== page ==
January 22, 2019 - April 21, 2019
Location: Hubbard Hall foyer
Dogs have been working companions to Inuit for over 1000 years, yet social and environmental changes are threatening their place in Inuit society. This exhibit examines past and contemporary use of dogs.
Spanning a lead with a dog sled. Cracks, called “leads,” form even in the thickest ice and this open water poses a danger to unwary travelers. Dogs know enough to stop before they fall into leads and can sense the open water even if poor visibility means they, or the sledge driver, cannot see it. Hunters who use dog sledges today say they prefer dogs to snow machines because dogs’ abilities make travel on sea ice safer. Also, unlike snow machines, dogs can find their way home in darkness or white-out conditions. Photograph by Harry Whitney, Spanning a Lead With Dog-sled, Smith Sound, 1909. Scan from gelatin silver print. Gift of the Alphonse Kenison Estate.
Dogs are agile and courageous, although in some situations they may need some coaxing. In late spring, after most of the sea ice has melted, a fringe of ice frozen to the land, called the “ice foot,” can persist, extending the season of travel by dog team. These dogs seem doubtful about proceeding, but the tracks in the snow suggest others have gone before them. Unidentified photographer, Team on Ice Foot, Northwest Greenland, 1924. Scan from gelatin silver print. Museum purchase.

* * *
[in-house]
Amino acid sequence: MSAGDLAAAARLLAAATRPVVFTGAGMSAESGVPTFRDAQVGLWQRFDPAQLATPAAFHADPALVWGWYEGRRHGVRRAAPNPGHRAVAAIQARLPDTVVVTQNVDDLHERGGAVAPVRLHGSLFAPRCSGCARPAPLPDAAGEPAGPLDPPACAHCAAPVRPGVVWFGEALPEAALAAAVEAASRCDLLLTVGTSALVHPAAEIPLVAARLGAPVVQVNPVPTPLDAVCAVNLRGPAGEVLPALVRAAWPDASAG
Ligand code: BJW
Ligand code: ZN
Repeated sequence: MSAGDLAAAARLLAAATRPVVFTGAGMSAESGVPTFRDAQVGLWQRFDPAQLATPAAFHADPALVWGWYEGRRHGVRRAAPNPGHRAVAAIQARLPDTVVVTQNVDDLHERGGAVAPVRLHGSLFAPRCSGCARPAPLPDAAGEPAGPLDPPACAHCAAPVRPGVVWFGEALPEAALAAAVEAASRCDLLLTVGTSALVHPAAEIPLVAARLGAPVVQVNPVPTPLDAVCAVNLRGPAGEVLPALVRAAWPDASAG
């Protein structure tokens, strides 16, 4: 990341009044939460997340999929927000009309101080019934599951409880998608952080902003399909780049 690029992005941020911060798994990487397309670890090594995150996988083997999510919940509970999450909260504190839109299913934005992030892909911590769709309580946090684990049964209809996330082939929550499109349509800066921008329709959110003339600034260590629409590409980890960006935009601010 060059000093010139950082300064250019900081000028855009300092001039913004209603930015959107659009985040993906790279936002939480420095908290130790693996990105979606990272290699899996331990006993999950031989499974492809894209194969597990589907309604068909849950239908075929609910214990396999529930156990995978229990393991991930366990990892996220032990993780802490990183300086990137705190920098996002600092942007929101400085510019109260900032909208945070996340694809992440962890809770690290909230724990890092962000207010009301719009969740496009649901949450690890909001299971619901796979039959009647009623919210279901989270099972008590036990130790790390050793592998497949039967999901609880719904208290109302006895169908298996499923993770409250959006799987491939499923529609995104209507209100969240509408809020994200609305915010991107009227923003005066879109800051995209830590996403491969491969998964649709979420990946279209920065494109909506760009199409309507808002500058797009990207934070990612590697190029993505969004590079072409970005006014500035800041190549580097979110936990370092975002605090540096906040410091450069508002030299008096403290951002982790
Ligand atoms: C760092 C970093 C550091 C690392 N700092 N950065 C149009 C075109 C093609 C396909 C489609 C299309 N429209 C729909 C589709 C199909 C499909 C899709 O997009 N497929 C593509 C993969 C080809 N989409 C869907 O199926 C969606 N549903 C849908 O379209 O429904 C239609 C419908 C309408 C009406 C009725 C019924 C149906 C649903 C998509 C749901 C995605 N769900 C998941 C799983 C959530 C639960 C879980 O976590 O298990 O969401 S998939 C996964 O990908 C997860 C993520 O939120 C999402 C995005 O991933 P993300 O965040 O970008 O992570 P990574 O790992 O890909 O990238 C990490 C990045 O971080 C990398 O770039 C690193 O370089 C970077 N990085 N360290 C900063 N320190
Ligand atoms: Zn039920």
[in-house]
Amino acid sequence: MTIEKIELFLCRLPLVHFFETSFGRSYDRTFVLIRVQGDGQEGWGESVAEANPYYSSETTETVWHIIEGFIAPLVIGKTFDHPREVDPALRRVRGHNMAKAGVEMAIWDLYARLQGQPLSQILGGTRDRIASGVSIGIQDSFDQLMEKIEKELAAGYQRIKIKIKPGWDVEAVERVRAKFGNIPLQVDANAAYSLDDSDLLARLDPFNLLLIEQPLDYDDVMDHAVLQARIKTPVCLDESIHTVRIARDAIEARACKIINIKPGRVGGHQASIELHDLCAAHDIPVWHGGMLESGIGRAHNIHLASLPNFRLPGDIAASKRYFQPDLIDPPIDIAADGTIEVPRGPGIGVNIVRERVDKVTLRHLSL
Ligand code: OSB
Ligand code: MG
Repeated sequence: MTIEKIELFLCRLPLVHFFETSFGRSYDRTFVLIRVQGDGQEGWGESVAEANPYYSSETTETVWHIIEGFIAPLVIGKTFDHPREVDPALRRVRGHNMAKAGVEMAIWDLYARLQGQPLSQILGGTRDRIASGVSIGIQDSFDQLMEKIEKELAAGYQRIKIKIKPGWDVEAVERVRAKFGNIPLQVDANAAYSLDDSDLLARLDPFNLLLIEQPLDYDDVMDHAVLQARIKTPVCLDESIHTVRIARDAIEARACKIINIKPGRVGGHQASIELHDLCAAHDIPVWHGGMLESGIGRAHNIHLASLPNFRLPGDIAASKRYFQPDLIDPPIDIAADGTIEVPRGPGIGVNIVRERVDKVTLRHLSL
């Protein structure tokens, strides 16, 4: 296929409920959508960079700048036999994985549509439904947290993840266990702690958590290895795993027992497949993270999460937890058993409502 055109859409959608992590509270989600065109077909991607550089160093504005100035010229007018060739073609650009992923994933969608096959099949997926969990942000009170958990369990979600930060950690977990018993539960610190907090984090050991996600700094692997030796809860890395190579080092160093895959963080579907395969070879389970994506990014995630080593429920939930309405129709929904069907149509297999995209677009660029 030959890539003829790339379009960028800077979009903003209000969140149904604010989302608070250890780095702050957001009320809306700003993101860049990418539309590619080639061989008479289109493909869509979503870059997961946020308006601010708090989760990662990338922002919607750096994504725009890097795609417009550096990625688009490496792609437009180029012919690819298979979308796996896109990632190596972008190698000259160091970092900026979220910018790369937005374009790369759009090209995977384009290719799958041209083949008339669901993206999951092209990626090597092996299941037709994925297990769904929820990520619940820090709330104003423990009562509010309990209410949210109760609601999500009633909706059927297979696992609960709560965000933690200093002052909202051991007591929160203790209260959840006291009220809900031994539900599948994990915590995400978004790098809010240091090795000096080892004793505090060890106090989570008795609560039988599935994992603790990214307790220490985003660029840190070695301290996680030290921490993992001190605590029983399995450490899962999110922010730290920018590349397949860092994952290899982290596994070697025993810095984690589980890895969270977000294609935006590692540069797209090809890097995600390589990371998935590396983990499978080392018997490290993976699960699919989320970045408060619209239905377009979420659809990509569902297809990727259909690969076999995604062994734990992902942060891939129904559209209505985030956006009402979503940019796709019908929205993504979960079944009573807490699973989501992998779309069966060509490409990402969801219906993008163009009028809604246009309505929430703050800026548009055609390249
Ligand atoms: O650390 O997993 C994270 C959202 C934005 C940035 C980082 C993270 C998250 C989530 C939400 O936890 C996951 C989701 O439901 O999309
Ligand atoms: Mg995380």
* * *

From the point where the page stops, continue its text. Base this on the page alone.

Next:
Sled dogs have voracious appetites and will eat just about anything. Here Donald MacMillan is feeding his dogs frozen meat. The dogs are tied up to prevent them from eating things they should not, including skin clothing. Today, hunters often supplement their dogs’ diet with commercial dog food. Although such food is expensive, it can be more cost effective than feeding the dogs hunted meat, which can feed a human family instead. Unidentified photographer, [Donald] MacMillan Feeding His Dogs, Arctic Ocean, 1914. Scan from hand-tinted glass lantern slide. Gift of Donald and Miriam MacMillan.
Hunters use dog teams to move between communities as well as to travel to hunting spots. Here a hunter and his son are heading to the ice edge with a kayak on their sledge. Once they reach open water they will launch the kayak to hunt sea mammals. With the dog team they can travel farther and carry home more meat than if they simply walked. Donald B. MacMillan, Dog Team with Kayak, Northwest Greenland, ca. 1915. Scan from hand-tinted glass lantern slide. Gift of Donald and Miriam MacMillan
Running through a shallow melt pond, these dogs give the illusion of traveling over water. In the spring such ponds form on the surface of the ice before it becomes too soft for safe travel. As the climate warms, spring arrives earlier and earlier, limiting the time when it is safe to travel on the ice and reducing hunters’ ability to rely on dog teams. Donald B. MacMillan, Sledging in the Spring, Northwest Greenland, ca. 1920. Scan from hand-tinted glass lantern slide. Gift of Donald and Miriam MacMillan